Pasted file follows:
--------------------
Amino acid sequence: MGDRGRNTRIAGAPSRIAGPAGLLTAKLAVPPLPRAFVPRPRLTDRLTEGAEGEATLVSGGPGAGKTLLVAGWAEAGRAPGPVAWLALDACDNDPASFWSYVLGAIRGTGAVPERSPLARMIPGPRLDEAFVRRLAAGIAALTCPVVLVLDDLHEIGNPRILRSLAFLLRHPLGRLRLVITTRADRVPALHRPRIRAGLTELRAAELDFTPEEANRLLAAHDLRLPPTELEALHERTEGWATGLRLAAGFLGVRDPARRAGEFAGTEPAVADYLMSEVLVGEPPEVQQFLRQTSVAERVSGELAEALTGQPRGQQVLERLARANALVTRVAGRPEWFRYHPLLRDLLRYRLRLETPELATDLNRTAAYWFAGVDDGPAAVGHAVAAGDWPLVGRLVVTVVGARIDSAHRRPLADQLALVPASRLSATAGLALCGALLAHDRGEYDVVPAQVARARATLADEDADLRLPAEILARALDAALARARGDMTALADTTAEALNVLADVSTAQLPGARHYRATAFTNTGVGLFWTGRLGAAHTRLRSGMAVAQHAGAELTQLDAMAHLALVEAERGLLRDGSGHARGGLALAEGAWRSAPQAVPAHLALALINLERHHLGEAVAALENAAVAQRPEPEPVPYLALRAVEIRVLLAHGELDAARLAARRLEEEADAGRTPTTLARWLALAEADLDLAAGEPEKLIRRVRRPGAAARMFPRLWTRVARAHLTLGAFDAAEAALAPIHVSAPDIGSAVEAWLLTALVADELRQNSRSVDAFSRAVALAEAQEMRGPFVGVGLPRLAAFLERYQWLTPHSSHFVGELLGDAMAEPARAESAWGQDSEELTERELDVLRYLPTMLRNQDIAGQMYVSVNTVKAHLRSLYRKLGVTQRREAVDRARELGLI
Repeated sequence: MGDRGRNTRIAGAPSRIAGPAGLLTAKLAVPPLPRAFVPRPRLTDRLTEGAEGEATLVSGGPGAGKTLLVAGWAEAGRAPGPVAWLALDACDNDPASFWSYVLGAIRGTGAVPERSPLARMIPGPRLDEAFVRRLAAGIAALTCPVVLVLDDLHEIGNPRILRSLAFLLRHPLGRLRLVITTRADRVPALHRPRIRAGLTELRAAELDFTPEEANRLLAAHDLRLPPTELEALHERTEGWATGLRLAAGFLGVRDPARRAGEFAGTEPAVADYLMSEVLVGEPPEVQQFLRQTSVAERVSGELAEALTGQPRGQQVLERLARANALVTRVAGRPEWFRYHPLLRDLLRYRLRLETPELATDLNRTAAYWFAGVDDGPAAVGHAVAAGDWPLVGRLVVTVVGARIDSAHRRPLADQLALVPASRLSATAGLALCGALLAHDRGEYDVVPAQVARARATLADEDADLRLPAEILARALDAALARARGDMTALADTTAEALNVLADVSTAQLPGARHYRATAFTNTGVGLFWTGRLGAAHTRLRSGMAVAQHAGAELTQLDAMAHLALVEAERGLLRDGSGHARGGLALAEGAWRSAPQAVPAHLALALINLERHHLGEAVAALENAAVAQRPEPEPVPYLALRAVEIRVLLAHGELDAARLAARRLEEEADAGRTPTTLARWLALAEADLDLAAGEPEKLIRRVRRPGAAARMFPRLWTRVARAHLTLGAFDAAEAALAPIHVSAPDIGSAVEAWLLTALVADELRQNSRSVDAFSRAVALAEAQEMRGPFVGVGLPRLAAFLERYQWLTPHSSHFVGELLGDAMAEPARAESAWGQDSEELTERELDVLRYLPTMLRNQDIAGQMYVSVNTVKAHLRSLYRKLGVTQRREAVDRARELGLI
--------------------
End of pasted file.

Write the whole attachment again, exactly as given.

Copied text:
Amino acid sequence: MGDRGRNTRIAGAPSRIAGPAGLLTAKLAVPPLPRAFVPRPRLTDRLTEGAEGEATLVSGGPGAGKTLLVAGWAEAGRAPGPVAWLALDACDNDPASFWSYVLGAIRGTGAVPERSPLARMIPGPRLDEAFVRRLAAGIAALTCPVVLVLDDLHEIGNPRILRSLAFLLRHPLGRLRLVITTRADRVPALHRPRIRAGLTELRAAELDFTPEEANRLLAAHDLRLPPTELEALHERTEGWATGLRLAAGFLGVRDPARRAGEFAGTEPAVADYLMSEVLVGEPPEVQQFLRQTSVAERVSGELAEALTGQPRGQQVLERLARANALVTRVAGRPEWFRYHPLLRDLLRYRLRLETPELATDLNRTAAYWFAGVDDGPAAVGHAVAAGDWPLVGRLVVTVVGARIDSAHRRPLADQLALVPASRLSATAGLALCGALLAHDRGEYDVVPAQVARARATLADEDADLRLPAEILARALDAALARARGDMTALADTTAEALNVLADVSTAQLPGARHYRATAFTNTGVGLFWTGRLGAAHTRLRSGMAVAQHAGAELTQLDAMAHLALVEAERGLLRDGSGHARGGLALAEGAWRSAPQAVPAHLALALINLERHHLGEAVAALENAAVAQRPEPEPVPYLALRAVEIRVLLAHGELDAARLAARRLEEEADAGRTPTTLARWLALAEADLDLAAGEPEKLIRRVRRPGAAARMFPRLWTRVARAHLTLGAFDAAEAALAPIHVSAPDIGSAVEAWLLTALVADELRQNSRSVDAFSRAVALAEAQEMRGPFVGVGLPRLAAFLERYQWLTPHSSHFVGELLGDAMAEPARAESAWGQDSEELTERELDVLRYLPTMLRNQDIAGQMYVSVNTVKAHLRSLYRKLGVTQRREAVDRARELGLI
Repeated sequence: MGDRGRNTRIAGAPSRIAGPAGLLTAKLAVPPLPRAFVPRPRLTDRLTEGAEGEATLVSGGPGAGKTLLVAGWAEAGRAPGPVAWLALDACDNDPASFWSYVLGAIRGTGAVPERSPLARMIPGPRLDEAFVRRLAAGIAALTCPVVLVLDDLHEIGNPRILRSLAFLLRHPLGRLRLVITTRADRVPALHRPRIRAGLTELRAAELDFTPEEANRLLAAHDLRLPPTELEALHERTEGWATGLRLAAGFLGVRDPARRAGEFAGTEPAVADYLMSEVLVGEPPEVQQFLRQTSVAERVSGELAEALTGQPRGQQVLERLARANALVTRVAGRPEWFRYHPLLRDLLRYRLRLETPELATDLNRTAAYWFAGVDDGPAAVGHAVAAGDWPLVGRLVVTVVGARIDSAHRRPLADQLALVPASRLSATAGLALCGALLAHDRGEYDVVPAQVARARATLADEDADLRLPAEILARALDAALARARGDMTALADTTAEALNVLADVSTAQLPGARHYRATAFTNTGVGLFWTGRLGAAHTRLRSGMAVAQHAGAELTQLDAMAHLALVEAERGLLRDGSGHARGGLALAEGAWRSAPQAVPAHLALALINLERHHLGEAVAALENAAVAQRPEPEPVPYLALRAVEIRVLLAHGELDAARLAARRLEEEADAGRTPTTLARWLALAEADLDLAAGEPEKLIRRVRRPGAAARMFPRLWTRVARAHLTLGAFDAAEAALAPIHVSAPDIGSAVEAWLLTALVADELRQNSRSVDAFSRAVALAEAQEMRGPFVGVGLPRLAAFLERYQWLTPHSSHFVGELLGDAMAEPARAESAWGQDSEELTERELDVLRYLPTMLRNQDIAGQMYVSVNTVKAHLRSLYRKLGVTQRREAVDRARELGLI